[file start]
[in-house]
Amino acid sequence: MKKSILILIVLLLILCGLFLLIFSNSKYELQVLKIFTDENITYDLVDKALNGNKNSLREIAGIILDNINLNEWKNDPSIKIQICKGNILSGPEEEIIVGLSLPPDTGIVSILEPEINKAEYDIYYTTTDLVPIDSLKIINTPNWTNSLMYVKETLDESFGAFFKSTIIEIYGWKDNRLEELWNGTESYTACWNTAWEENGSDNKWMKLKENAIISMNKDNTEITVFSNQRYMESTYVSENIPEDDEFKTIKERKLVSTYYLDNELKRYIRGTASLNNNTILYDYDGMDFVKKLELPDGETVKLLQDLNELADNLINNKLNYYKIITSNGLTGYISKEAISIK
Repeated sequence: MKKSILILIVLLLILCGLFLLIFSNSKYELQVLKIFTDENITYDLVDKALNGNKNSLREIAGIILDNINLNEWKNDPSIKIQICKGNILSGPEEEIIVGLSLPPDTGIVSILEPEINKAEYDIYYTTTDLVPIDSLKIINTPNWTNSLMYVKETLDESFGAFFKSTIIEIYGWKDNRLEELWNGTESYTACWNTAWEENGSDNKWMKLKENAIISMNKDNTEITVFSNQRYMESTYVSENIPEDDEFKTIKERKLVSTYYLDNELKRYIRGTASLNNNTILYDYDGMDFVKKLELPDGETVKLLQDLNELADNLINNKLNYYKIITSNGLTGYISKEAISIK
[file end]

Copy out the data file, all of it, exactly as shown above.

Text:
[in-house]
Amino acid sequence: MKKSILILIVLLLILCGLFLLIFSNSKYELQVLKIFTDENITYDLVDKALNGNKNSLREIAGIILDNINLNEWKNDPSIKIQICKGNILSGPEEEIIVGLSLPPDTGIVSILEPEINKAEYDIYYTTTDLVPIDSLKIINTPNWTNSLMYVKETLDESFGAFFKSTIIEIYGWKDNRLEELWNGTESYTACWNTAWEENGSDNKWMKLKENAIISMNKDNTEITVFSNQRYMESTYVSENIPEDDEFKTIKERKLVSTYYLDNELKRYIRGTASLNNNTILYDYDGMDFVKKLELPDGETVKLLQDLNELADNLINNKLNYYKIITSNGLTGYISKEAISIK
Repeated sequence: MKKSILILIVLLLILCGLFLLIFSNSKYELQVLKIFTDENITYDLVDKALNGNKNSLREIAGIILDNINLNEWKNDPSIKIQICKGNILSGPEEEIIVGLSLPPDTGIVSILEPEINKAEYDIYYTTTDLVPIDSLKIINTPNWTNSLMYVKETLDESFGAFFKSTIIEIYGWKDNRLEELWNGTESYTACWNTAWEENGSDNKWMKLKENAIISMNKDNTEITVFSNQRYMESTYVSENIPEDDEFKTIKERKLVSTYYLDNELKRYIRGTASLNNNTILYDYDGMDFVKKLELPDGETVKLLQDLNELADNLINNKLNYYKIITSNGLTGYISKEAISIK